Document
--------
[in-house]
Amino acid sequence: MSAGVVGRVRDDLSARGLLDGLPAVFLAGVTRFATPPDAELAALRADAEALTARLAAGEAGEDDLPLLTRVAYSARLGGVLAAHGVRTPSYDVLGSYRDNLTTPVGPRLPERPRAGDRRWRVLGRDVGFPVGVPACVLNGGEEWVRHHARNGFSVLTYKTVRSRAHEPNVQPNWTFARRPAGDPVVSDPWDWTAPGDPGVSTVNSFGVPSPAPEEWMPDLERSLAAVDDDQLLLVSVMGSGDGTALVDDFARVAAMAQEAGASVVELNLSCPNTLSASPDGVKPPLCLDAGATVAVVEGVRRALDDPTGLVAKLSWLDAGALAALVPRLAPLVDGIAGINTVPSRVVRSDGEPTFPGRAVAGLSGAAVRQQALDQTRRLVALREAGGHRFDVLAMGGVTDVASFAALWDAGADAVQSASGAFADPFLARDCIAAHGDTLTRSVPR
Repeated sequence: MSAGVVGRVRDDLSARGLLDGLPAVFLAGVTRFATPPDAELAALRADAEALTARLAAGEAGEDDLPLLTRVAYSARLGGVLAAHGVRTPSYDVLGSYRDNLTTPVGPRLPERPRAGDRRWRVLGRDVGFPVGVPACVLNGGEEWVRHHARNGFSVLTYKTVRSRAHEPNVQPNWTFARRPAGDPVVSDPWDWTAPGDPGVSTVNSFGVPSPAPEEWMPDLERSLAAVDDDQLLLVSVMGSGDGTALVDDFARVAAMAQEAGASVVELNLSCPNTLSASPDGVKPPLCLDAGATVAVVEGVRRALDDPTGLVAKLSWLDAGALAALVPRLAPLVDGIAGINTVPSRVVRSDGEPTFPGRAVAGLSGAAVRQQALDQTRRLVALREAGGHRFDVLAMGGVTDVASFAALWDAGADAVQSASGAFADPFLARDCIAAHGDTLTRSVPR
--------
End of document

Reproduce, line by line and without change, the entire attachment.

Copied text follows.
[in-house]
Amino acid sequence: MSAGVVGRVRDDLSARGLLDGLPAVFLAGVTRFATPPDAELAALRADAEALTARLAAGEAGEDDLPLLTRVAYSARLGGVLAAHGVRTPSYDVLGSYRDNLTTPVGPRLPERPRAGDRRWRVLGRDVGFPVGVPACVLNGGEEWVRHHARNGFSVLTYKTVRSRAHEPNVQPNWTFARRPAGDPVVSDPWDWTAPGDPGVSTVNSFGVPSPAPEEWMPDLERSLAAVDDDQLLLVSVMGSGDGTALVDDFARVAAMAQEAGASVVELNLSCPNTLSASPDGVKPPLCLDAGATVAVVEGVRRALDDPTGLVAKLSWLDAGALAALVPRLAPLVDGIAGINTVPSRVVRSDGEPTFPGRAVAGLSGAAVRQQALDQTRRLVALREAGGHRFDVLAMGGVTDVASFAALWDAGADAVQSASGAFADPFLARDCIAAHGDTLTRSVPR
Repeated sequence: MSAGVVGRVRDDLSARGLLDGLPAVFLAGVTRFATPPDAELAALRADAEALTARLAAGEAGEDDLPLLTRVAYSARLGGVLAAHGVRTPSYDVLGSYRDNLTTPVGPRLPERPRAGDRRWRVLGRDVGFPVGVPACVLNGGEEWVRHHARNGFSVLTYKTVRSRAHEPNVQPNWTFARRPAGDPVVSDPWDWTAPGDPGVSTVNSFGVPSPAPEEWMPDLERSLAAVDDDQLLLVSVMGSGDGTALVDDFARVAAMAQEAGASVVELNLSCPNTLSASPDGVKPPLCLDAGATVAVVEGVRRALDDPTGLVAKLSWLDAGALAALVPRLAPLVDGIAGINTVPSRVVRSDGEPTFPGRAVAGLSGAAVRQQALDQTRRLVALREAGGHRFDVLAMGGVTDVASFAALWDAGADAVQSASGAFADPFLARDCIAAHGDTLTRSVPR